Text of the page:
It looks like you're using an Ad Blocker.

Please white-list or disable AboveTopSecret.com in your ad-blocking tool.

Thank you.

 

Some features of ATS will be disabled while you continue to use an ad-blocker.

 

I know, nobody is banning any flag......

page: 5
25
<< 2  3  4    6  7 >>

log in

join
share:

posted on Jul, 3 2017 @ 10:28 AM
link   
a reply to: rnaa



Sadly, most people don't know that the first slave ship docked in Jamestown, Va., in August 1619, a year before the pilgrims dropped anchor at Plymouth Rock.


Wrong.

Slaves first arrived in North America when The Spanish bought them over in 1565.




ST. AUGUSTINE - 1565 In 1565, Pedro Menendez de Aviles(photo) established San Agustine (St. Augustine), the first permanent European (Spanish) settlement in Florida under the terms of King Philip’s Asiento (agreement to colonize Florida), Menendez had three years to import 500 Africans slaves to Florida, and evidence suggests that African slaves from Havana, Cuba, were among St. Augustine’s first settlers



www.thepatrioticvanguard.com...




posted on Jul, 3 2017 @ 10:40 AM
link   
a reply to: network dude


Yes, it's come time that History, (actually just the kind that looks a bit ugly) needs to be erased.


Absolutely not.

Changing a street name is not erasing history. Street names are meant to HONOR the people they are named after. When a city changes its mind as to the honorability of the people it has named its streets after, or simply finds that there are others who are more deserving of that honor, that is their perogotive. It isn't erasing history, it is acknowledging that history marches on.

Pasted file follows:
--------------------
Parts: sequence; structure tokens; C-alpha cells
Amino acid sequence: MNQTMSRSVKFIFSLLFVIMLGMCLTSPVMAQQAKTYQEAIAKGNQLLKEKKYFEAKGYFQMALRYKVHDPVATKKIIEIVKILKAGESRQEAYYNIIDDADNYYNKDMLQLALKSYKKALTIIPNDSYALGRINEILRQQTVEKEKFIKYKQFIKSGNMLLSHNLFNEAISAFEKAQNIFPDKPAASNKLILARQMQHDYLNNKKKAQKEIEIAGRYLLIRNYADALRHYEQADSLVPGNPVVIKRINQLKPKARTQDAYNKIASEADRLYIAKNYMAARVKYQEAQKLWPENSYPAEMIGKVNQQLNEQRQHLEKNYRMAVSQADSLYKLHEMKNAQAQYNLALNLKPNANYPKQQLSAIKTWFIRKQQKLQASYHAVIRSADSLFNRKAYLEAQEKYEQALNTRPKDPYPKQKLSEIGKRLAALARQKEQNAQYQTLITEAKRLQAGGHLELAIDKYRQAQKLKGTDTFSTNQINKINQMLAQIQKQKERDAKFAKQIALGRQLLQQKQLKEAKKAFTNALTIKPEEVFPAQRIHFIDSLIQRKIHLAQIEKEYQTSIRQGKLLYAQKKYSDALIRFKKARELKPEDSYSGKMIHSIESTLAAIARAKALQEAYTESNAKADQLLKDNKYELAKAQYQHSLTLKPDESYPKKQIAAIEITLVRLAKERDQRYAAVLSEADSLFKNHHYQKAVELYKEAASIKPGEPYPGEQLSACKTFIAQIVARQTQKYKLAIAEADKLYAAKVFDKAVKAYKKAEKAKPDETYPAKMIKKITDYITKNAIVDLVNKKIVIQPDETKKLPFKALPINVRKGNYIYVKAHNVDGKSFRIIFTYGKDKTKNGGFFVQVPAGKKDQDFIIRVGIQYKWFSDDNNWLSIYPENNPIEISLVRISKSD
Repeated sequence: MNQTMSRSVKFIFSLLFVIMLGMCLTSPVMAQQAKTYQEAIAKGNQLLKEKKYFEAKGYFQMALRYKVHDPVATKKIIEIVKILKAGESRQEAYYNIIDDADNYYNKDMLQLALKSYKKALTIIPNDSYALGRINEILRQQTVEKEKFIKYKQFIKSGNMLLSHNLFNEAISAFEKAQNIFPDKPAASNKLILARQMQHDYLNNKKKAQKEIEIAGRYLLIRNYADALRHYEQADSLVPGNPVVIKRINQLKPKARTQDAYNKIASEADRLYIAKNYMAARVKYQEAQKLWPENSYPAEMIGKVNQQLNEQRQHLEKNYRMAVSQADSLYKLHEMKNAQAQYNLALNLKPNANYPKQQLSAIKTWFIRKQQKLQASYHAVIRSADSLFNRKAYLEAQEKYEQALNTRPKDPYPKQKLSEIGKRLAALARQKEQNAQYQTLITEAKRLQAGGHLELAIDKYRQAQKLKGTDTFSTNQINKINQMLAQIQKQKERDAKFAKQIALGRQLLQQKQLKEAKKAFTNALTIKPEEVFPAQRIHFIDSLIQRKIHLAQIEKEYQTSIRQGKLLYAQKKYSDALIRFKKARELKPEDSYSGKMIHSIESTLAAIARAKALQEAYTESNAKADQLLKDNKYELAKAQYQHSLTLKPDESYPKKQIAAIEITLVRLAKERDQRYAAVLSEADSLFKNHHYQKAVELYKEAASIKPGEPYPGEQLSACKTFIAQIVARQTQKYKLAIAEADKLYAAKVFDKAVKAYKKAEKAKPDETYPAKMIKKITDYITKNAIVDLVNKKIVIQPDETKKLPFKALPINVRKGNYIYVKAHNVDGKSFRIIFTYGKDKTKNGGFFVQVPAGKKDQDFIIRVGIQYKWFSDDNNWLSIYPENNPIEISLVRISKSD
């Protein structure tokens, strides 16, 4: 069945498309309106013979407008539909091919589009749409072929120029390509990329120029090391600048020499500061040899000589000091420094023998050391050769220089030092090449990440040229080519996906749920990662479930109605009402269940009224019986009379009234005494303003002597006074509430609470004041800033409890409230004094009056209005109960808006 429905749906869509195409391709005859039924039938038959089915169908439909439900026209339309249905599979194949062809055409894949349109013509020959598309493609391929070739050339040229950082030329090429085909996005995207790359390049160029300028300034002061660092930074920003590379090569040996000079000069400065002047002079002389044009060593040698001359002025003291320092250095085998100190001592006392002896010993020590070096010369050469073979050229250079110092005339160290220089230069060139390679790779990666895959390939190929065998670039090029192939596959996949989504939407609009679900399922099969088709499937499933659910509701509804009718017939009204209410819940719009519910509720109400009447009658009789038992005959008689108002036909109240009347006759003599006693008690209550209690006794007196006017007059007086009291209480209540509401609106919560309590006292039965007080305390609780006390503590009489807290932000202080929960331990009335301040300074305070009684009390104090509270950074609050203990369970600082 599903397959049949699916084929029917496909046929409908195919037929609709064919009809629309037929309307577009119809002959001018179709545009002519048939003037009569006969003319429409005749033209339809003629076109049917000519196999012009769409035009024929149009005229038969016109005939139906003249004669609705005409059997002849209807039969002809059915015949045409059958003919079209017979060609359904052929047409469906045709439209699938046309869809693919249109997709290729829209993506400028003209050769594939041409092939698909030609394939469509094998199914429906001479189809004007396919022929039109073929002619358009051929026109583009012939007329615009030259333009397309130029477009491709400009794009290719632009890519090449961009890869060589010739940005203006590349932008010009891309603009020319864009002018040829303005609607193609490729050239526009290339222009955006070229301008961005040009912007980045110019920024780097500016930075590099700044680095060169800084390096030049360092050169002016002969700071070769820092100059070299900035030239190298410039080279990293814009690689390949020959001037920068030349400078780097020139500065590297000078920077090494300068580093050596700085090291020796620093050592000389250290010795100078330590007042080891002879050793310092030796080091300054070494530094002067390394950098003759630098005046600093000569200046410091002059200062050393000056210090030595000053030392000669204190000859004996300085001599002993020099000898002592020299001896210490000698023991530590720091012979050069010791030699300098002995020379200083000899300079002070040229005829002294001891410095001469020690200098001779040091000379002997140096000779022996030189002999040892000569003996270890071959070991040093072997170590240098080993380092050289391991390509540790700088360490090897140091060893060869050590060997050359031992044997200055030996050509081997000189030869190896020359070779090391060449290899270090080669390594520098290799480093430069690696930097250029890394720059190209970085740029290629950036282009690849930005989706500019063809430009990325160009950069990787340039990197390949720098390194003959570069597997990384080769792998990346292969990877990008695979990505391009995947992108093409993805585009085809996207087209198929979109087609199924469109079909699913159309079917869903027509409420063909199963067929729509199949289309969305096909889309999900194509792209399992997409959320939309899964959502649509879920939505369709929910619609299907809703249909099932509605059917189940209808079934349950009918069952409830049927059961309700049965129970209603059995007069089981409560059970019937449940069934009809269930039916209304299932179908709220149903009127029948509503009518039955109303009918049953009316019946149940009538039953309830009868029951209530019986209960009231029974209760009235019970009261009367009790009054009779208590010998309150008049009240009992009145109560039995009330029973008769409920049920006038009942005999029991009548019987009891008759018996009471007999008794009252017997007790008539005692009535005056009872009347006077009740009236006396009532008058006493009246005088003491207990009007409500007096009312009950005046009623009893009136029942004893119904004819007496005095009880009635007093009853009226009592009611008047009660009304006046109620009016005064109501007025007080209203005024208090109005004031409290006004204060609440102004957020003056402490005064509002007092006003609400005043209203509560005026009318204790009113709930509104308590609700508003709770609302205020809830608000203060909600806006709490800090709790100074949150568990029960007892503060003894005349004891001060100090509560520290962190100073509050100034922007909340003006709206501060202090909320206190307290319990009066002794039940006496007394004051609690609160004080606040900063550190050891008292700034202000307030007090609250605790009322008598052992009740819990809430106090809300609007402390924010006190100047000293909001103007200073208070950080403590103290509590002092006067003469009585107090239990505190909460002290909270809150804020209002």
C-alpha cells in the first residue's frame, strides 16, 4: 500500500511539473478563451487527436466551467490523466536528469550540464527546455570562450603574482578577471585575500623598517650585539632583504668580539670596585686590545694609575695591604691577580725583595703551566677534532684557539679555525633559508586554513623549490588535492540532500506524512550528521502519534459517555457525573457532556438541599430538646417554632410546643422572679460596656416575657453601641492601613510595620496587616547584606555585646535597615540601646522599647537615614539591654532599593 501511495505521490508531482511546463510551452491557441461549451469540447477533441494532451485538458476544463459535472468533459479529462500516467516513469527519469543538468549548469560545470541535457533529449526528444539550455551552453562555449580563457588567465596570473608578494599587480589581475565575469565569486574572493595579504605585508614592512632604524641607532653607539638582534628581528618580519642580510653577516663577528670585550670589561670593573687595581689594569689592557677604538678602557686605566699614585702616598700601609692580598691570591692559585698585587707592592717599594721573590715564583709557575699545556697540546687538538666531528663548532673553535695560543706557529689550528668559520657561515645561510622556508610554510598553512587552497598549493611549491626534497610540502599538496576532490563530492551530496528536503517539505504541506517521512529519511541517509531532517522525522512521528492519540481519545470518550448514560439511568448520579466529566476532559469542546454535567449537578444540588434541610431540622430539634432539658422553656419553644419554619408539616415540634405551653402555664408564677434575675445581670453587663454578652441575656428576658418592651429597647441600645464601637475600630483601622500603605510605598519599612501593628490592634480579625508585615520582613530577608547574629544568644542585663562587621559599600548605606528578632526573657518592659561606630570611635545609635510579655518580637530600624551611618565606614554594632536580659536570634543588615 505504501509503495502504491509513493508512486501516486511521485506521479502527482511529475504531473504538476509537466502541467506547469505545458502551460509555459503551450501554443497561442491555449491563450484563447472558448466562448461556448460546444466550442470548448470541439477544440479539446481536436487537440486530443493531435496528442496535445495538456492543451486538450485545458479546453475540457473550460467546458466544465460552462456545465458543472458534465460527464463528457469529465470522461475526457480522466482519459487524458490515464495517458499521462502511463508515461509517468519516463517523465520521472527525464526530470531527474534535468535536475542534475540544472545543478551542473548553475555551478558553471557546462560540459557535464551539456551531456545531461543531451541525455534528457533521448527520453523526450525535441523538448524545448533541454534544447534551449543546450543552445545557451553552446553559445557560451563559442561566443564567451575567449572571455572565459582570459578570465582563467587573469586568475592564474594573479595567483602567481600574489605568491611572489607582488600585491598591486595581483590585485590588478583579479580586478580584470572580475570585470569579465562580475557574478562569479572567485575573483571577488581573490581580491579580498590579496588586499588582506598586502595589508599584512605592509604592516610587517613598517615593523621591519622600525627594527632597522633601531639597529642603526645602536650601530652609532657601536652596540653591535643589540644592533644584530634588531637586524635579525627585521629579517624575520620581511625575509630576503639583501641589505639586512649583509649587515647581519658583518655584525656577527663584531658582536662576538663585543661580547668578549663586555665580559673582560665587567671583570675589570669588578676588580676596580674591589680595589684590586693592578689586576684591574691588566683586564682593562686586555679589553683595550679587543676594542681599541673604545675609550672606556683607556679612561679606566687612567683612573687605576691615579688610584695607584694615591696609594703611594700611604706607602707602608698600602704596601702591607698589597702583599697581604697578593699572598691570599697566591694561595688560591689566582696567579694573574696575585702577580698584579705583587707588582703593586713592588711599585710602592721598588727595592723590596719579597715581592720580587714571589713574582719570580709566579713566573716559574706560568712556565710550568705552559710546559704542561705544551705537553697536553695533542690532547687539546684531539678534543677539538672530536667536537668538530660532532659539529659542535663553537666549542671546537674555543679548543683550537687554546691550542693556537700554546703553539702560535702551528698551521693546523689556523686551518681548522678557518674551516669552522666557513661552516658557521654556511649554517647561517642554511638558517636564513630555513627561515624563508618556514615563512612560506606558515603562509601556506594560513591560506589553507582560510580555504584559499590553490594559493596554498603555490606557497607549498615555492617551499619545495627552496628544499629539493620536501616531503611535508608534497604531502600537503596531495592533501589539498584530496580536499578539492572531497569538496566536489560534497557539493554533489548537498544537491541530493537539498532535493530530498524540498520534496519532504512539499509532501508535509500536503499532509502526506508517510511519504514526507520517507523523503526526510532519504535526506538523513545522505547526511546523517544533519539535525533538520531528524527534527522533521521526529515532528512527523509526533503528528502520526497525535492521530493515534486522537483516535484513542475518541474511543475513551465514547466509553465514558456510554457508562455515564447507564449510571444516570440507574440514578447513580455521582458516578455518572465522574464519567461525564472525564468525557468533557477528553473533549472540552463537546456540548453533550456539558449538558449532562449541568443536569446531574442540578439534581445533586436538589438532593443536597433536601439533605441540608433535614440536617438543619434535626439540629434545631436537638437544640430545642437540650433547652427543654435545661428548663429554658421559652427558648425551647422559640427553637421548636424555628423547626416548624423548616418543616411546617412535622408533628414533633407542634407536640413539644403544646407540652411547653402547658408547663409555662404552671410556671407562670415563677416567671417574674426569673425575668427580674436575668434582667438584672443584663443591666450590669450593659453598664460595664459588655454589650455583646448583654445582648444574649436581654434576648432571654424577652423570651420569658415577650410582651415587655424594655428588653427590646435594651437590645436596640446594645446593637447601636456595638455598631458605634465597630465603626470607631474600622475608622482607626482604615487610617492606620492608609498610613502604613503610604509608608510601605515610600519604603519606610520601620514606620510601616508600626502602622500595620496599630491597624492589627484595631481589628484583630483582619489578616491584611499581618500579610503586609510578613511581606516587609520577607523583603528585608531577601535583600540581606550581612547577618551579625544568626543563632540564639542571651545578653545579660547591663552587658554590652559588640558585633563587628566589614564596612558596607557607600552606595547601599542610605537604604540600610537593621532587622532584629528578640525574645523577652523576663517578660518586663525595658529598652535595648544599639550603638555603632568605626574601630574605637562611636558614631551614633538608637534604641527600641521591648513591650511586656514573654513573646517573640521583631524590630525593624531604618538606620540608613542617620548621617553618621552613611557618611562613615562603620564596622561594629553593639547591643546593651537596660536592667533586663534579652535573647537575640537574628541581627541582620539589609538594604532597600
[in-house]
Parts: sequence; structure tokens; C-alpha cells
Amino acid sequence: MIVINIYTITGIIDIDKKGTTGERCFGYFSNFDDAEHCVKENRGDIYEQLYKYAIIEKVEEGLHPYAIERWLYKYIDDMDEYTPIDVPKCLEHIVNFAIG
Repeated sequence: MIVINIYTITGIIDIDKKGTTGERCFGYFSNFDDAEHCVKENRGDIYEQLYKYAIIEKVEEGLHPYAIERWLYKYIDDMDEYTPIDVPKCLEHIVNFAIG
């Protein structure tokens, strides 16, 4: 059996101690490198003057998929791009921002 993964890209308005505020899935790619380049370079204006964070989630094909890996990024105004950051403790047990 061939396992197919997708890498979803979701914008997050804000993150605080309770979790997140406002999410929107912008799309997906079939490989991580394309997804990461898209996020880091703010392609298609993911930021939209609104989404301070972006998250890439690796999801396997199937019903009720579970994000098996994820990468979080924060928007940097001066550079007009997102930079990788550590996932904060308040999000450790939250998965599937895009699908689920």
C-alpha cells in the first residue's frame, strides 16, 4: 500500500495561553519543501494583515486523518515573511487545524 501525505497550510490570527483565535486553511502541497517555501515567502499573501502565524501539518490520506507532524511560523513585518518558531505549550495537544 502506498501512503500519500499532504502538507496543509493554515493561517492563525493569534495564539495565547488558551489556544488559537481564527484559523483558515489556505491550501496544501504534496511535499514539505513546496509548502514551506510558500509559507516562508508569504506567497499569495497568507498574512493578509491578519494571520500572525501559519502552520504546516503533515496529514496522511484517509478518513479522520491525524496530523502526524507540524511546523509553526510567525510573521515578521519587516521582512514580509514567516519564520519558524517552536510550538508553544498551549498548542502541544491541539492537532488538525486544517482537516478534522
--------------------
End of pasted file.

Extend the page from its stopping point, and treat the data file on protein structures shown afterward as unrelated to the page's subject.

a reply to: ketsuko


Did Robert E. Lee own slaves? Yes...


Well maybe and maybe not. There is no record of him owning slaves (that I know of) beyond those he inherited from his father-in-law and immediatly freed as per his father-in-law's instructions. The thing that is no mentioned is that it may well have been illegal for him to free those slaves at the time. That deserves a bit of research.

Lee had a complicated relationship with the idea of slavery. He didn't partitularly like it but he thought that it was ordained by God and would end when God ordained it so (i.e. never). He also could not abide abolitionists trying to help God arrive at the day of ordaining it to end.


a reply to: intrptr


Over here we see it in acton too, disappearing the past so future generations won't ask, "Who was Stonewall Jackson"?


No, that won't happen. And even if it did, what would be wrong with that?

Stonewall Jackson was a mutineer and a war criminal long before he became a traitor. In the Mexican-American war he disobeyed a direct order while actively engaged in offensive action (which turned out OK in the end, but it was absolutely an act of mutiny), and fired upon unarmed civilians in retalialeation for the Mexican troops he was facing refusing to surrender (that is a war crime now and then and throughout history, always).

Robert E. Lee and Thomas 'Stonewall' Jackson were both brilliant military commanders. There is no doubt about that.

On the other hand, they both had rather ambivalent relationships with the idea of slavery, but then most Americans did at that time, to one degree or another and on one side or another, including George Washington and Thomas Jefferson. I would personally never propose removing their names from the streets because of their view on slavery or as someone else said we wouldn't have too many founding fathers to honor.

However, one thing that there is no place for in America's honor lists is traitors. There is no just no place in America for traitors to be honored.

Both Lee and Jackson are traitors to the United States. They need to be remembered in history books, not honored by street names, or school names, or what-ever. It is as simple as that.



posted on Jul, 3 2017 @ 10:46 AM
link   
As a born and raised Southerner......I could not have said it better myself.......I used to have a bumper sticker that read as follows..........." American by birth.....Southern by the grace of God." a reply to: TrueBrit